Better living through xgrid

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After some trial and error, I learned a few things about the OS X xgrid distributed computing technology:

1) xgridctl and xgrid are pretty powerful command line tools and really take care of all of the heavy-lifting of distributing an application. You say “xgrid -job submit /bin/echo ‘hello world'” and it’ll make sure the program and arguments get out to another machine and the results get back to you. Presumably, the application would need to be a universal binary if there is a mix of PPC and Intel boxes on the network. Supposedly, there’s even a Linux xgrid client, but I have no idea how (or if) that would handle these OS X binaries. It would be useful for distributing shell scripts, though, and you can be pretty creative with those.

2) When specifying a controller on each of your participating clients, do it by IP address and not machine name because only numeric IP addresses and DNS addresses will resolve–not that this is mentioned in any sort of documentation. Local machine names don’t resolve, even though they do with all other services/commands. It doesn’t even seem to consult /etc/hosts.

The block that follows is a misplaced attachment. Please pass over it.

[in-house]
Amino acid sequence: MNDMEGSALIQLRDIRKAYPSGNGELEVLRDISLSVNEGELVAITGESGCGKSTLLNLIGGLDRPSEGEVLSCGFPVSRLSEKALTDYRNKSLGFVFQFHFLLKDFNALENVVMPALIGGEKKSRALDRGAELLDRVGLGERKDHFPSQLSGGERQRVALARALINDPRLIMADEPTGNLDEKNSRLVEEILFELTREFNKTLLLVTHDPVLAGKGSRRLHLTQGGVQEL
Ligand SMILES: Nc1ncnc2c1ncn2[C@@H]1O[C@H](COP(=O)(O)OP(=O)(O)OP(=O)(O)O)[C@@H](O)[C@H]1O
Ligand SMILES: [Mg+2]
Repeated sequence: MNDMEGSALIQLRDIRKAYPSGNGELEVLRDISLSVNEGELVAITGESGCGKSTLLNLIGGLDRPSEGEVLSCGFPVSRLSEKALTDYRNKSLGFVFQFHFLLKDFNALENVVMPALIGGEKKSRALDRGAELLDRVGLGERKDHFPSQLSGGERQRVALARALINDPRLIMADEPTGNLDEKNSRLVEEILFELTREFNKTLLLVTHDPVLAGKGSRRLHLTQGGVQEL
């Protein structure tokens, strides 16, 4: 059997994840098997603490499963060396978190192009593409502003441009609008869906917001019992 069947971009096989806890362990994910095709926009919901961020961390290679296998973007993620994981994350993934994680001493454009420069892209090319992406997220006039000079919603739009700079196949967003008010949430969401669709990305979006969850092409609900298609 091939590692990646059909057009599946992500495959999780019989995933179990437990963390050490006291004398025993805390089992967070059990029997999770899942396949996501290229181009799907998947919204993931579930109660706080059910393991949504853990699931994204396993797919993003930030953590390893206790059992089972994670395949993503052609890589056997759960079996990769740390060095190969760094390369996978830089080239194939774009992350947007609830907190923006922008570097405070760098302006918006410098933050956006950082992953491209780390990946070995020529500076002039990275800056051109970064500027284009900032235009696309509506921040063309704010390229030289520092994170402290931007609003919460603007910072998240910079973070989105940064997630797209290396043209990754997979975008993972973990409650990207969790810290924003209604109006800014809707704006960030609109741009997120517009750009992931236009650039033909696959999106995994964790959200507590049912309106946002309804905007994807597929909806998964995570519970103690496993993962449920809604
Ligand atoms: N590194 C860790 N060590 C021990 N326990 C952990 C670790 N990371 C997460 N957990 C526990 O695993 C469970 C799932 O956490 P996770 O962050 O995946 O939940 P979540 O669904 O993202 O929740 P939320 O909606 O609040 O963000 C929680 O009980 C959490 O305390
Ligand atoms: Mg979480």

3) If using VisualHub for distributed video transcoding, your distributed clients can’t be using password security. Their authentication method must be set to “none.”

4) Make sure your source video files are on the hard drive when you send out a batch of transcoding jobs. If you’re trying to convert a DVD full of TV episodes from mpg/avi/whatever to iPod h.264, the CD ends up thrashing around too much, becoming a giant bottleneck. Also, gigabit ethernet is similarly helpful.

And that, my friends, is what I learned today. I’m not sure what, how, or why, but I plan on using xgrid in some future project now that I see how easy it is.

Posted in: Code Software

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